Reflection titled "Transcendently Present God" written and posted with this piece on The Episcopal Cafe
by Mel Ahlborn on October 18, 2007.
exhibited here with Ahlborn's permission...
This work of art is titled 'The Spirit in Motion', and upon close examination we can see that it does a fine job of illustrating both the immanence and the transcendence of God.
Put simply, the concept of God as immanent speaks to the God of our intellectual and sensory understanding, and addresses those aspects of God that we as humans are able to discern and comprehend. Motion, the moving through time and space, is a quality that we are able to recognize, understand, and even reproduce with a fair amount of ease. The artists' use of 'Motion' in this piece suggests God's energies moving throughout the earth, evoking a clear understanding of God as immanent in the world.
God is both knowable and unknowable, and there are aspects and qualities of God that we are not able to assess, measure, or even describe. God's unknowableness can be thought of as the 'transcendence' of God, the 'transcendent' God, the ephemeral God of our faith beyond our human understanding. The artists' inclusion of 'Spirit' depicts the transcendence of God, through the use of a symbol for Spirit, the dove.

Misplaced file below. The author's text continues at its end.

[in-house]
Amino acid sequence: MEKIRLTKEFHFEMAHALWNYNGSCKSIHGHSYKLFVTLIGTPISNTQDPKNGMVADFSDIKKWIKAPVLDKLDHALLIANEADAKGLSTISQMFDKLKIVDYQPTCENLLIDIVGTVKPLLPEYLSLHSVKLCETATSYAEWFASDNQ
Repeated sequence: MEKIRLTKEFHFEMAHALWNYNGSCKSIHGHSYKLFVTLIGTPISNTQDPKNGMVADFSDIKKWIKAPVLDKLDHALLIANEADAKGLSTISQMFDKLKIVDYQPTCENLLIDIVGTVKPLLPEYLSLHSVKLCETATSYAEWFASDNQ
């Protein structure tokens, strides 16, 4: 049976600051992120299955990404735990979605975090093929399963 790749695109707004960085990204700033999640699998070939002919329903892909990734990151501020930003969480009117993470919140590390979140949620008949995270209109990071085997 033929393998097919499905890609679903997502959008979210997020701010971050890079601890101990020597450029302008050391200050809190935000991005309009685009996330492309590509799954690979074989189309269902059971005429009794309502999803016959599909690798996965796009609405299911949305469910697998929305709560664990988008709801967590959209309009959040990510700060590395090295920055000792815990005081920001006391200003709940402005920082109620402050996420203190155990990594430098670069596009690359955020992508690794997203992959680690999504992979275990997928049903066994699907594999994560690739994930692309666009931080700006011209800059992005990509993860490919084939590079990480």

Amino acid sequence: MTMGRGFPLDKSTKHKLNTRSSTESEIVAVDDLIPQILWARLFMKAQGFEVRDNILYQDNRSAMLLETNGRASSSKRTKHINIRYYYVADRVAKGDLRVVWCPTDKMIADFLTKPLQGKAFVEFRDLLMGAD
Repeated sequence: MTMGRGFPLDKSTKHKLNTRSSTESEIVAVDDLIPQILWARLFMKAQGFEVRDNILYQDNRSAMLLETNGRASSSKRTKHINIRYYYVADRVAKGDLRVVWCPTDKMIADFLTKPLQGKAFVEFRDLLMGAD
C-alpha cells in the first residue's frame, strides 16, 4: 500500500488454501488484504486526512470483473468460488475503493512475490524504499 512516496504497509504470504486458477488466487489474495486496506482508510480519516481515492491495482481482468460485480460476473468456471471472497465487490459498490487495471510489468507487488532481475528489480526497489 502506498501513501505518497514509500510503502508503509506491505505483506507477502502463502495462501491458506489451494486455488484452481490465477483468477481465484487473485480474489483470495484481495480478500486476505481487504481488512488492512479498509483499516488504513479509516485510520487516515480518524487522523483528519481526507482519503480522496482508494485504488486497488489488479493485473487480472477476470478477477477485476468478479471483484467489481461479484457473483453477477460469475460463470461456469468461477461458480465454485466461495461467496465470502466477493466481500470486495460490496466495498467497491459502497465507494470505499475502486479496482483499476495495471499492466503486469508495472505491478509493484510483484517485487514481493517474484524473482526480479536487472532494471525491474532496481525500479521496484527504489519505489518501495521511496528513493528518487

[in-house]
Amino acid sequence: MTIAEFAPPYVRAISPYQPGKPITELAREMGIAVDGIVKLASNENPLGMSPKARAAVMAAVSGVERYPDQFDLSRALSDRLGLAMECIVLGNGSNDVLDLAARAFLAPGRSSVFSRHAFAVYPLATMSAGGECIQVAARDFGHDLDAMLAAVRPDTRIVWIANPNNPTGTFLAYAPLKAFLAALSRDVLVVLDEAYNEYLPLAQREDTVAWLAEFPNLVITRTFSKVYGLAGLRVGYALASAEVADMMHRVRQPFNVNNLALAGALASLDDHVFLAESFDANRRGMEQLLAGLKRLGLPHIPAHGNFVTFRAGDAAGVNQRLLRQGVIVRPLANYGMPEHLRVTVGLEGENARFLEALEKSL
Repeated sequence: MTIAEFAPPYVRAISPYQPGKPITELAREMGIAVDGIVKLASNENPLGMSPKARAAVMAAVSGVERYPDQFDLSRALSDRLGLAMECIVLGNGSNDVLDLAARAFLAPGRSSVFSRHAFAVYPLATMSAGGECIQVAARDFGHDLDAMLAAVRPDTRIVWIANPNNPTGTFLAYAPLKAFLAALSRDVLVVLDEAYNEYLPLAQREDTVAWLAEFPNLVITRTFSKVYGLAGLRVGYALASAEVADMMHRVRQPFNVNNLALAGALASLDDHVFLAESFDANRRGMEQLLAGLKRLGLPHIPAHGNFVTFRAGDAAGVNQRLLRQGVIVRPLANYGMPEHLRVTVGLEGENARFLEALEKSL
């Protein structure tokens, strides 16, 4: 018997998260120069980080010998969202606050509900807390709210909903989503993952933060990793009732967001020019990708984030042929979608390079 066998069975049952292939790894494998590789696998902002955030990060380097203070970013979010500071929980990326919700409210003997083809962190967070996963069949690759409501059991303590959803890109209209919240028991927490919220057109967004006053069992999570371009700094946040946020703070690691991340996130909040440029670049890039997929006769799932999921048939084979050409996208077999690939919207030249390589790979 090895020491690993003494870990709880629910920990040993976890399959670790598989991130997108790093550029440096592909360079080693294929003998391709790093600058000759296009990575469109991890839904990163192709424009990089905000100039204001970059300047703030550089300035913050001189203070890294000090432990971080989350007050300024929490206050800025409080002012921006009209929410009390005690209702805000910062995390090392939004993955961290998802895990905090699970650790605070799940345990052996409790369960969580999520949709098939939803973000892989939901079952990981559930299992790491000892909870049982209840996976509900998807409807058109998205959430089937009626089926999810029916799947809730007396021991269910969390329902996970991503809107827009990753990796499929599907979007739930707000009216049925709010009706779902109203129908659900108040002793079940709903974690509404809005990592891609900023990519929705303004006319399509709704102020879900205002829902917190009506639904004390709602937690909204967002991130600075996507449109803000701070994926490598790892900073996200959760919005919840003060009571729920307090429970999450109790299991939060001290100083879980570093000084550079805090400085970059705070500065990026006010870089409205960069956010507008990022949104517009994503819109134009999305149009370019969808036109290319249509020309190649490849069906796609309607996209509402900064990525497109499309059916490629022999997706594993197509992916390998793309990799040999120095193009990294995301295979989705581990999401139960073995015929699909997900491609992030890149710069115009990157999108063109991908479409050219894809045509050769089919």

With this idea in mind that God is both knowable and unknowable, we can view art with room for faith to grow. God is both immanently present in our daily and at the same time is transcendently present. Art can assist us in cultivating a wholesome awareness of both.
On View The Spirit in Motion, sterling silver on cedar; collaborative work created by wood artist Margaret Bailey and jewelry artist Nancy Denmark. Both artists are parishioners at The Church of the Epiphany, Houston and are members of the ECVA-Texas Chapter.